N$301.6 billion needed to save Africa’s energy poverty – Alweendo

Tujoromajo Kasuto

Minister of Mines and Energy, Tom Alweendo says for Africa’s energy poverty to become history, there is a need to think differently about the countries capability and what needs to be done to attract the necessary investment in the energy space.

Alweendo was speaking at the ongoing Namibia Energy Investment Conference in Windhoek today.

He says some estimates suggest that the continent needs an annual investment of US$20 billion from now until 2030, which he believes is impossible, ‘’but there is a need to think and act anew’’.

Additionally, he highlights that significant developments have emerged within the renewable energy sector be it solar, wind, hydro and green hydrogen.

Here in Namibia, “we have taken a conscious decision to make the country a global hub for green hydrogen. Our vast solar and wind resources provide us with a strong foundation for the development of green hydrogen hub on the continent. We also see domestic renewable energy generation and green hydrogen production as key vectors of national decarbonisation,” he says.

Alweendo notes that the two offshore oil discoveries that were made not so long ago increased Namibia’s potential to become an oil producing country, which is a great economic opportunity.

After the discovery there are now questions on why government is embracing both renewable energy and fossil fuels.

“Our position is that it does not make sense for us to suffocate ourselves by cutting off potential hydrocarbon resources that could assist in solving our socio-economic problems. It is more sensible to take a pragmatic approach in the energy transition conversation. Our concerns are more with providing livelihoods and supplying basic necessities to the country’s growing population. “

Furthermore, he notes, that Africa is only responsible for 3% of the global carbon dioxide emission. “We suffer from energy poverty and this is despite the natural abundance of fossil fuels and renewable energy resources.”

He says that governments position is on energy transition that it has to be just, especially when taking into regard the sources of energy available like hydrogen carbons, fossil fuels, that can be leveraged to industrialise the economy and provide livelihoods from those resources, thus government’s argument is that they should be allowed to do that.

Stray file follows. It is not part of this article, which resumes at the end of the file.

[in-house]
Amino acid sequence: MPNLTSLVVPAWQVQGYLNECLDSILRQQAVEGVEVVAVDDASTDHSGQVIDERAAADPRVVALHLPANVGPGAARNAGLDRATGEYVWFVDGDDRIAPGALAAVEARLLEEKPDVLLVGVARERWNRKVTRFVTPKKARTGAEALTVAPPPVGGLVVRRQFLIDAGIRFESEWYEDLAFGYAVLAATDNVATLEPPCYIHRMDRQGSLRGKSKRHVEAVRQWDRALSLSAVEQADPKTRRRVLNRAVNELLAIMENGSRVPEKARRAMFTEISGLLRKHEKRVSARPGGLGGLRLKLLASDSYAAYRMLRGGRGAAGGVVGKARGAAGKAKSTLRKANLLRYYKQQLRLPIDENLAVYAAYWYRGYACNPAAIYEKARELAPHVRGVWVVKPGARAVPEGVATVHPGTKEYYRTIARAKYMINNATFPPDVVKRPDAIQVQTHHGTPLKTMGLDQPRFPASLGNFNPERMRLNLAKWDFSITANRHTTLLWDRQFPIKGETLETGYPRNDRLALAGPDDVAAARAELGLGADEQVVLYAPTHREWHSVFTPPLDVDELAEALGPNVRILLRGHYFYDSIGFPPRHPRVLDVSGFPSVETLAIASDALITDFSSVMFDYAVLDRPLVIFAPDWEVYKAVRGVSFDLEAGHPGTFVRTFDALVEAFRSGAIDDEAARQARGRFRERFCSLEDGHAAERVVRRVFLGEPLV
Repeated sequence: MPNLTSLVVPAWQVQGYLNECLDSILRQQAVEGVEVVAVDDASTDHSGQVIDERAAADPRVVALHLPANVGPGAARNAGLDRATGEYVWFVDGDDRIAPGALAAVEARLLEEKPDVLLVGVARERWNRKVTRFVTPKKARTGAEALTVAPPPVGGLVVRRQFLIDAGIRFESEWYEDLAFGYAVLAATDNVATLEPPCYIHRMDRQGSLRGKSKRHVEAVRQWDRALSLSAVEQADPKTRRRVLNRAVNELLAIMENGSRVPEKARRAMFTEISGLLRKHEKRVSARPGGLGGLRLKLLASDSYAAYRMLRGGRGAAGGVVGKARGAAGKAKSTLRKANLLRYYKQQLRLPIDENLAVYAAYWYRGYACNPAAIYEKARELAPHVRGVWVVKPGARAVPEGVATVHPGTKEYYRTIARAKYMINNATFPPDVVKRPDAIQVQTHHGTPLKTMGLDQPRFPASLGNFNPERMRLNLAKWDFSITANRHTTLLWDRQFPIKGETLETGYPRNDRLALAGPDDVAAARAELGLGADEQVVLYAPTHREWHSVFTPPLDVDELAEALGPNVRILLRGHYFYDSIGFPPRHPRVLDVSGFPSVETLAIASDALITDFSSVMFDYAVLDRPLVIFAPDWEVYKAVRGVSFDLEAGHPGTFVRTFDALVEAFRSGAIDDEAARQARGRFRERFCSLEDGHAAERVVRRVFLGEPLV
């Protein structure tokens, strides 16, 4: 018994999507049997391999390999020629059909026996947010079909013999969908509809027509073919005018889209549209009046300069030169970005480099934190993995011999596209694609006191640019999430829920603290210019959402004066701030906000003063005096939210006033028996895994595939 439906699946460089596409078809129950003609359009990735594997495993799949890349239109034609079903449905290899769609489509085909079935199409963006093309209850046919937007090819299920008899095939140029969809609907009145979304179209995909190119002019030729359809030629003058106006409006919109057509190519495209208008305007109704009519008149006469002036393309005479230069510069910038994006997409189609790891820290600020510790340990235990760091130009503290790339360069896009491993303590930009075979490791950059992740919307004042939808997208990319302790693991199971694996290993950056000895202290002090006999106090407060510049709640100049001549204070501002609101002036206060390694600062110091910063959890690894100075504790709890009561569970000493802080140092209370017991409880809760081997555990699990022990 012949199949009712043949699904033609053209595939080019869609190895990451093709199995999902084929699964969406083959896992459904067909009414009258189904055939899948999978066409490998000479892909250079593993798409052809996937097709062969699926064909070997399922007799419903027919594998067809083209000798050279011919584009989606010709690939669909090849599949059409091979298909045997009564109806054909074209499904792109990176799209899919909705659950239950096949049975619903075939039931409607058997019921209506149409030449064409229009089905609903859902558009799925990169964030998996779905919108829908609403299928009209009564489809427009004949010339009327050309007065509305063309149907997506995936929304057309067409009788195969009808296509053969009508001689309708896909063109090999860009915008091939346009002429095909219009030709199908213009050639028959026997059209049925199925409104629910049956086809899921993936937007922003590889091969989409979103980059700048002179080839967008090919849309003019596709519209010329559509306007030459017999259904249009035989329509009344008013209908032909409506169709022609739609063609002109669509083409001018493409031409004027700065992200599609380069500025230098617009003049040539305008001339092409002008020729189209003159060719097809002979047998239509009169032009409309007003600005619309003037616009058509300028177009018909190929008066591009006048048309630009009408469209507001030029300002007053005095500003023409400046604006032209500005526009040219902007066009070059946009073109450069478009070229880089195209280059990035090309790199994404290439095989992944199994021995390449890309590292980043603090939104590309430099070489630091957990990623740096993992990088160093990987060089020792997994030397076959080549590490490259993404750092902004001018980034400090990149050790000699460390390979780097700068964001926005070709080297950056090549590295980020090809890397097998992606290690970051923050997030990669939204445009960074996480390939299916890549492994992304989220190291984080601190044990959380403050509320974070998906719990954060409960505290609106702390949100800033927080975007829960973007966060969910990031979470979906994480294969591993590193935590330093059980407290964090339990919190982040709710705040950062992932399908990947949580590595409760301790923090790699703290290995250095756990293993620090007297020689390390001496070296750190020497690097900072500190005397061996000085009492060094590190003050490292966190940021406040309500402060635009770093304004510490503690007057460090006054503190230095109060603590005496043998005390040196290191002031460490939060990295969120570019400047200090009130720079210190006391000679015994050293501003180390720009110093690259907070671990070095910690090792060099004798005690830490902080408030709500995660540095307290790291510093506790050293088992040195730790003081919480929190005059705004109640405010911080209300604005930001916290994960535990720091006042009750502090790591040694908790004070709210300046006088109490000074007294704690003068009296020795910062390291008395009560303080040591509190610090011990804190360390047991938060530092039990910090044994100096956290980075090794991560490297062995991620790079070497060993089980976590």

Alweendo emphasizes that the African continent does not have access to energy and where it does it is insufficient for its needs.

“We have an energy crisis that is spilling its havoc on economic, social and political issues. We therefore need to start asking ourselves some difficult but necessary questions on how best to navigate the rocky shores of reality and arrive safe on the other side. How do we navigate the geopolitics of energy? How do we go about navigating around the energy environmental issues?,“ he inquires.

Africa’s energy gap is huge, which the minister points out, is due to infrastructure deficits, insufficient critical investment in the energy sector and at times unhelpful regulatory frameworks that do not encourage investment in the energy sector as over 600 million of Africans do not have access to electricity.

“It is therefore important for us on the continent to start making radical but informed measures on how to tackle the energy deficit. It is time that we become the main drivers of Africa’s future. If we are going to make Africa’s energy poverty a history, we need to start reimaging ourselves. We need to start to think differently about our capability. We need to start to think hard as to what needs to be,” he states.


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